“A girl I like recently told me she showed her mom my band, and her mom said ‘I like it, but he sings about girls too much’,” laughs Holden Jaffe, frontman of New York City-based folk rock outfit Del Water Gap, who recently released a new single, “Vanessa.” The band has been diligently crafting a new EP they plan to release in February, and Jaffe admits, he does sing about girls a lot. “There’s definitely a theme, friendship and romance and everything in between,” he says, as I virtually feel him blush on the the other end of the line. “And a twinge of post-apocalyptic nostalgia with a dash of quarter-life struggle.” Good save.
The young Jaffe began making songs in a converted storage closet at his high school, an endeavor which eventually turned into a record he put out his senior year. “It got some love in the City,” he recalls. “I went to Clive Davis at NYU and met some guys in my dorm while we were waiting out Hurricane Sandy. I said ‘I have this record, and I don’t really know what to do with it, would you guys want to play with me at a show?’ That went well and led to other shows, and here I am, five years later.”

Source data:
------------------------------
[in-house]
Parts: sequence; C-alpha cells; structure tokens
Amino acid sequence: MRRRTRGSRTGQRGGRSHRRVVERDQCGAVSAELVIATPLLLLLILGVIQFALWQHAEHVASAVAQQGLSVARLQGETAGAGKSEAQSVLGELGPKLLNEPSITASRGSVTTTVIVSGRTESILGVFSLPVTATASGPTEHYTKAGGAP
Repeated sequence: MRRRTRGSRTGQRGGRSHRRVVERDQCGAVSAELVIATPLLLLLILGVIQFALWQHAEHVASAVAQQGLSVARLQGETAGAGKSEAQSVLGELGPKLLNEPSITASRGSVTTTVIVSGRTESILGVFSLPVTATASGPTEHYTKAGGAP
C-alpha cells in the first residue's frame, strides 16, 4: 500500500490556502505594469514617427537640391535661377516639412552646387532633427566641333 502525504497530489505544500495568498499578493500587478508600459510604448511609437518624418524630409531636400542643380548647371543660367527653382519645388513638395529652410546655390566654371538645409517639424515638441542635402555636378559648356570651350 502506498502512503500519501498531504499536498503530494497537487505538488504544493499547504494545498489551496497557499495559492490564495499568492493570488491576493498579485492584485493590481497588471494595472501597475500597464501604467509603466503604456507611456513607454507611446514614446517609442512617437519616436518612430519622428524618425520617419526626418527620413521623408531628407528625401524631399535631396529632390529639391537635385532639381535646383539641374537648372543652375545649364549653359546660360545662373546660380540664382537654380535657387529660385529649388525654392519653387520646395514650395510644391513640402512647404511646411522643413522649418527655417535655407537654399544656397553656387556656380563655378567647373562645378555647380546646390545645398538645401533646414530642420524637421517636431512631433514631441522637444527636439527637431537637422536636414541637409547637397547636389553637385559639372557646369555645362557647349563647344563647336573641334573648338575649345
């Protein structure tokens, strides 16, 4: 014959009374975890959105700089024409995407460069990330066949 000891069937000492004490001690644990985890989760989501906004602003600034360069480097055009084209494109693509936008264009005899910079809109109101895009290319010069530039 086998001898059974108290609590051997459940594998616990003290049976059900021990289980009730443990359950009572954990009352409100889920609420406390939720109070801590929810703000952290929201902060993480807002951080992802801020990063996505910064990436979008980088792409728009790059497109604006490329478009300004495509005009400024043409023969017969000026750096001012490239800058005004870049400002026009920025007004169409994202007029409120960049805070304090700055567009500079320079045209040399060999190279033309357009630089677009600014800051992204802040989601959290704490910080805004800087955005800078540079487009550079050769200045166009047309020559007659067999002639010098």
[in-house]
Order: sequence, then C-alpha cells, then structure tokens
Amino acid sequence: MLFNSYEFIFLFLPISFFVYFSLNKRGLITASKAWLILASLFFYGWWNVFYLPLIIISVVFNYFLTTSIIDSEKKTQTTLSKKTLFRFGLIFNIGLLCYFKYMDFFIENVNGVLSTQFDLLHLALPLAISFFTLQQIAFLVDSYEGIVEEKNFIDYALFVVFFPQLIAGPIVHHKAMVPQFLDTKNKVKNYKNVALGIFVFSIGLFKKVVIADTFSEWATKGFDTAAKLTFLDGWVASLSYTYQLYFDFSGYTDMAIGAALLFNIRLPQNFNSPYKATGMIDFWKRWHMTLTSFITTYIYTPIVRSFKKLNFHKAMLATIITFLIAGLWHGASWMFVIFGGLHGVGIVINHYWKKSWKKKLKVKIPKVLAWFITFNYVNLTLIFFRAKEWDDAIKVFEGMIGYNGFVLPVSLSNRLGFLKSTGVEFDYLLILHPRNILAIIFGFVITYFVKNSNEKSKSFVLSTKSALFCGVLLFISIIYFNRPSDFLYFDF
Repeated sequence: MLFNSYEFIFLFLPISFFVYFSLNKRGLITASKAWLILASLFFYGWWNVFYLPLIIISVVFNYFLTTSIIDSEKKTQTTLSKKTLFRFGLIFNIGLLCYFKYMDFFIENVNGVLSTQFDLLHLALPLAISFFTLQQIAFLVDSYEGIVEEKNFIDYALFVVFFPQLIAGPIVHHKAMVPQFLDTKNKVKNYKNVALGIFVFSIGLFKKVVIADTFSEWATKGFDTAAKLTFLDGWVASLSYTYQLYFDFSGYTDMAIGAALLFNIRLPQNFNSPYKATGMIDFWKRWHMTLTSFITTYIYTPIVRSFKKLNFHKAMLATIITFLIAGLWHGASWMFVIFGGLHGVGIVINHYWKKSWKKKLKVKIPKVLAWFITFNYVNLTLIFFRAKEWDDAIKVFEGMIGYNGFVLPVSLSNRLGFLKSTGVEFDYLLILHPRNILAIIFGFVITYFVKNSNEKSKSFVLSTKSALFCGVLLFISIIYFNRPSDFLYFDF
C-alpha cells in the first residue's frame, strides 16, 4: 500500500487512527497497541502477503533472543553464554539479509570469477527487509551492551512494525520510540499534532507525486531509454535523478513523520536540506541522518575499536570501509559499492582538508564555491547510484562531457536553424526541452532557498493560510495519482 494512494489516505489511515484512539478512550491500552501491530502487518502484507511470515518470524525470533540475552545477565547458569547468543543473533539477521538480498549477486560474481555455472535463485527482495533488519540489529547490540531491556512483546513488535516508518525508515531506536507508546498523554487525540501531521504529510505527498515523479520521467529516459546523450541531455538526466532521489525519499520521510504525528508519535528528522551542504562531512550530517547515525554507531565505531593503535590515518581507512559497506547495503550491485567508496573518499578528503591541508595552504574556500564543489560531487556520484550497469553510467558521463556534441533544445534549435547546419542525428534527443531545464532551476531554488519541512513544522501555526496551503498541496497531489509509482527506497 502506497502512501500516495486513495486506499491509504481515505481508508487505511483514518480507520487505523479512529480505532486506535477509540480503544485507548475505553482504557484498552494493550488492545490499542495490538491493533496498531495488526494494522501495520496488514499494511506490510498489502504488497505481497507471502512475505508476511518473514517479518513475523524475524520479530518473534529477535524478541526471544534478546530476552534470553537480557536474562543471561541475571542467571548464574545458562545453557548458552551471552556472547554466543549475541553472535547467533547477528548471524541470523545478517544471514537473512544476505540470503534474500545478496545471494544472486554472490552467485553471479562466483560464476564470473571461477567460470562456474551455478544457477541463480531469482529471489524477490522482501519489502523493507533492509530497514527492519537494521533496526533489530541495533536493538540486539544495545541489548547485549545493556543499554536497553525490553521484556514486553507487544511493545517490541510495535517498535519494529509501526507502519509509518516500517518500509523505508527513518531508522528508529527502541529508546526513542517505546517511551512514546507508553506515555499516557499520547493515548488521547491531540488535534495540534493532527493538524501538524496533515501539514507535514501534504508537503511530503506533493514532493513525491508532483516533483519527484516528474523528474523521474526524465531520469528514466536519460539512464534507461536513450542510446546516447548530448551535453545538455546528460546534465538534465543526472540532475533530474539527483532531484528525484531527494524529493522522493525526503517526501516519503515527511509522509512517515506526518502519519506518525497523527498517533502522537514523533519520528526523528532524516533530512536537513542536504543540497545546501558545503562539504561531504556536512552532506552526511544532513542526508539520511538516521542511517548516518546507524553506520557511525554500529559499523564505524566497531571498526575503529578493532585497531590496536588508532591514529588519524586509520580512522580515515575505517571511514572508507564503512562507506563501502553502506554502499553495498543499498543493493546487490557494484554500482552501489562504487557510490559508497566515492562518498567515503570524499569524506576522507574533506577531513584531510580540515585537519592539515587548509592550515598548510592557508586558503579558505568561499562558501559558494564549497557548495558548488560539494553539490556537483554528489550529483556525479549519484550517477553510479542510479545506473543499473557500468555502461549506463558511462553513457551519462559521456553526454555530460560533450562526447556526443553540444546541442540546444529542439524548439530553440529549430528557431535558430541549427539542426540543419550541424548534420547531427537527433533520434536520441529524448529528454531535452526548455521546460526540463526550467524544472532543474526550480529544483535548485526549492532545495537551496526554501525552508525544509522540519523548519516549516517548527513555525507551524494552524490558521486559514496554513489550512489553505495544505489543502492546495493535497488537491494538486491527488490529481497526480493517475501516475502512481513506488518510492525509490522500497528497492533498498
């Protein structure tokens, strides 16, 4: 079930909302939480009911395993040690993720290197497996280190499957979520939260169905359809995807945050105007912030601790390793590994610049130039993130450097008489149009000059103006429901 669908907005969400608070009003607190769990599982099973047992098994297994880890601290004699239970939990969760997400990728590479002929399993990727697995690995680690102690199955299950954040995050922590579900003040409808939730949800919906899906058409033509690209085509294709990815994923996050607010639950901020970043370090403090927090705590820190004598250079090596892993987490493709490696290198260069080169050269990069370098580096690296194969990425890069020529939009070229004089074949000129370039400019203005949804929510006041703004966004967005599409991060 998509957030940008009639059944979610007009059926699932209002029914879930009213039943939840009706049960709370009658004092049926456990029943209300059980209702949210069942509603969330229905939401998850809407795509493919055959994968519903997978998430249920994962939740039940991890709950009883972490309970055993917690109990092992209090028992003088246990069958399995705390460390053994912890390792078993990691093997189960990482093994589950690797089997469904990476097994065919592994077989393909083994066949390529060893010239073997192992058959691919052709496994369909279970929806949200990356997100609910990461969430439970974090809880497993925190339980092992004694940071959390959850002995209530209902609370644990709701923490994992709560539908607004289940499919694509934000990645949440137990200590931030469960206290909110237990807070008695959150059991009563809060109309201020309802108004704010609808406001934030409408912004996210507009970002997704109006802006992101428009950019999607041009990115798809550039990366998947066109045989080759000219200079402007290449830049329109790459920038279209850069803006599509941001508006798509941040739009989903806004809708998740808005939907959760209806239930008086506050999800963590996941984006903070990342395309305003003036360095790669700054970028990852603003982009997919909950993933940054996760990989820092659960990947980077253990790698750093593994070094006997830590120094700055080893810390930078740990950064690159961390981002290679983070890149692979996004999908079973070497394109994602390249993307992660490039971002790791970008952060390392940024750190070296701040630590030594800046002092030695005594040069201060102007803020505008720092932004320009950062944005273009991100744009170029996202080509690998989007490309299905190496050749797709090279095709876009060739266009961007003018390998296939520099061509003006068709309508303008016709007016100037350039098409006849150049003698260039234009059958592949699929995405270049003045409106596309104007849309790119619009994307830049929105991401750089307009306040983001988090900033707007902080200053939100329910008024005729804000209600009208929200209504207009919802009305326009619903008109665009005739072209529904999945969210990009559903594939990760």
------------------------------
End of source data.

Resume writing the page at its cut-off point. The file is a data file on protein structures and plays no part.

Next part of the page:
“We got along from the beginning because we have a similar value set, musically speaking,” he continues. “We like songs where the composition and the lyrics are a stand-alone strong entity regardless of the instrumentation behind it. We try to put the songs first.” Over the last couple of years, Del Water Gap has spent a significant amount of time on the road, which gave them ample time to road-test lots of new material, but left little time to actually record it. Finally, the band carved out a week to focus on just that. “We went to stay at my parents’ house in upstate Connecticut for a week while we recorded. My parents weren’t there, but my mom had left us all this food she’d made us,” he says. “It was amazing.”
As for “Vanessa,”, Jaffe’s friend-girl’s mom doesn’t need to worry—“She’s not a real person,” he laughs. “I was in Iceland when I wrote it, working at a recording studio there. There was a band in at the time, and there was girl in the band that I was very interested in, not in a romantic way, but I thought it would be fun to write a love song about someone you’re not interested in romantically. As for the title, I just really like the name Vanessa. I went through a period of time where I was just naming songs after people,” he adds. “This one just stuck.”
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